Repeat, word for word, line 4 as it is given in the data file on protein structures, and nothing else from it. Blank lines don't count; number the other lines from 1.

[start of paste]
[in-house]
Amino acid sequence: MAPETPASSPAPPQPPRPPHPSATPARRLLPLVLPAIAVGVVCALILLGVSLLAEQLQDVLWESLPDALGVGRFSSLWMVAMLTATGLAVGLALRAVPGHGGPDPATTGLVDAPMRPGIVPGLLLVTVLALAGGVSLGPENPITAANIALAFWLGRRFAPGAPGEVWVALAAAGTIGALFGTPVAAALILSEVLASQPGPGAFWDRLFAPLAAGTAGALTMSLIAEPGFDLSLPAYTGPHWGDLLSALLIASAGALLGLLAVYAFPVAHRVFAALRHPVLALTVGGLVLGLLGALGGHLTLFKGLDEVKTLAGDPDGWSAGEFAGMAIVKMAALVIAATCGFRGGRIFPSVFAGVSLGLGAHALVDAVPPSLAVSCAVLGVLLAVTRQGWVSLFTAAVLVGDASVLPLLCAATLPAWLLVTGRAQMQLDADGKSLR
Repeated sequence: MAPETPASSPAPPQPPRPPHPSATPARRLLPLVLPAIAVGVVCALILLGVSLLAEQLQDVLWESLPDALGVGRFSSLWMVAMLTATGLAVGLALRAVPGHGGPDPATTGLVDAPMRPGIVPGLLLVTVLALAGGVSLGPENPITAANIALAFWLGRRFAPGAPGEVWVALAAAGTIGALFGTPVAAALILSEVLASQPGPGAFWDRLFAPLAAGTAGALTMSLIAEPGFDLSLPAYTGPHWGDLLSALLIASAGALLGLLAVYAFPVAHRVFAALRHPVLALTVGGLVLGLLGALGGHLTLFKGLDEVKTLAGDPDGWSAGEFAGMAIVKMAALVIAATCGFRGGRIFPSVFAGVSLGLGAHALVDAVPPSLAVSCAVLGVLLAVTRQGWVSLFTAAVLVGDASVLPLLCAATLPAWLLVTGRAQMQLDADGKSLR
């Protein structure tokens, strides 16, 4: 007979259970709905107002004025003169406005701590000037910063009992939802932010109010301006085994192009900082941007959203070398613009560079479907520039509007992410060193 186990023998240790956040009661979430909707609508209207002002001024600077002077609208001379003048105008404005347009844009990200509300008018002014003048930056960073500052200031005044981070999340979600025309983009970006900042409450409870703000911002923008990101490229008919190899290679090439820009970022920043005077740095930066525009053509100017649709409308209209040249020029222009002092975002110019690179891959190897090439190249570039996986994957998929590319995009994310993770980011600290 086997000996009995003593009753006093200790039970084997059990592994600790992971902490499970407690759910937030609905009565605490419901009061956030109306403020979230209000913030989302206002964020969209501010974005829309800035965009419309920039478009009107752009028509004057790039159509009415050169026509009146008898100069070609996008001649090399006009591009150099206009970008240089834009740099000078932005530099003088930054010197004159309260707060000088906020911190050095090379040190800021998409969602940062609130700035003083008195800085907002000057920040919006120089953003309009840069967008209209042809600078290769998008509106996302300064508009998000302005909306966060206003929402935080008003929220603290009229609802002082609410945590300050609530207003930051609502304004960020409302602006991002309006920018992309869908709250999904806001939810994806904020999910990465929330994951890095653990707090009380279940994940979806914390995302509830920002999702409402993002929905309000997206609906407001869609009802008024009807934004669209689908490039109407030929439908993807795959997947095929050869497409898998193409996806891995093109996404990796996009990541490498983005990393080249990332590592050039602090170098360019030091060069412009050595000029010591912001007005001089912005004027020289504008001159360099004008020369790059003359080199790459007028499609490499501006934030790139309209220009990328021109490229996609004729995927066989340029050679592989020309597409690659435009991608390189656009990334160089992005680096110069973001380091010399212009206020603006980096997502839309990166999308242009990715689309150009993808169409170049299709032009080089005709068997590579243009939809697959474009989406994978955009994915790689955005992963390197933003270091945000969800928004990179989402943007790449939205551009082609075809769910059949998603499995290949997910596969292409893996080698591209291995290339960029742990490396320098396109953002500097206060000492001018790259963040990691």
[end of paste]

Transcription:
């Protein structure tokens, strides 16, 4: 007979259970709905107002004025003169406005701590000037910063009992939802932010109010301006085994192009900082941007959203070398613009560079479907520039509007992410060193 186990023998240790956040009661979430909707609508209207002002001024600077002077609208001379003048105008404005347009844009990200509300008018002014003048930056960073500052200031005044981070999340979600025309983009970006900042409450409870703000911002923008990101490229008919190899290679090439820009970022920043005077740095930066525009053509100017649709409308209209040249020029222009002092975002110019690179891959190897090439190249570039996986994957998929590319995009994310993770980011600290 086997000996009995003593009753006093200790039970084997059990592994600790992971902490499970407690759910937030609905009565605490419901009061956030109306403020979230209000913030989302206002964020969209501010974005829309800035965009419309920039478009009107752009028509004057790039159509009415050169026509009146008898100069070609996008001649090399006009591009150099206009970008240089834009740099000078932005530099003088930054010197004159309260707060000088906020911190050095090379040190800021998409969602940062609130700035003083008195800085907002000057920040919006120089953003309009840069967008209209042809600078290769998008509106996302300064508009998000302005909306966060206003929402935080008003929220603290009229609802002082609410945590300050609530207003930051609502304004960020409302602006991002309006920018992309869908709250999904806001939810994806904020999910990465929330994951890095653990707090009380279940994940979806914390995302509830920002999702409402993002929905309000997206609906407001869609009802008024009807934004669209689908490039109407030929439908993807795959997947095929050869497409898998193409996806891995093109996404990796996009990541490498983005990393080249990332590592050039602090170098360019030091060069412009050595000029010591912001007005001089912005004027020289504008001159360099004008020369790059003359080199790459007028499609490499501006934030790139309209220009990328021109490229996609004729995927066989340029050679592989020309597409690659435009991608390189656009990334160089992005680096110069973001380091010399212009206020603006980096997502839309990166999308242009990715689309150009993808169409170049299709032009080089005709068997590579243009939809697959474009989406994978955009994915790689955005992963390197933003270091945000969800928004990179989402943007790449939205551009082609075809769910059949998603499995290949997910596969292409893996080698591209291995290339960029742990490396320098396109953002500097206060000492001018790259963040990691």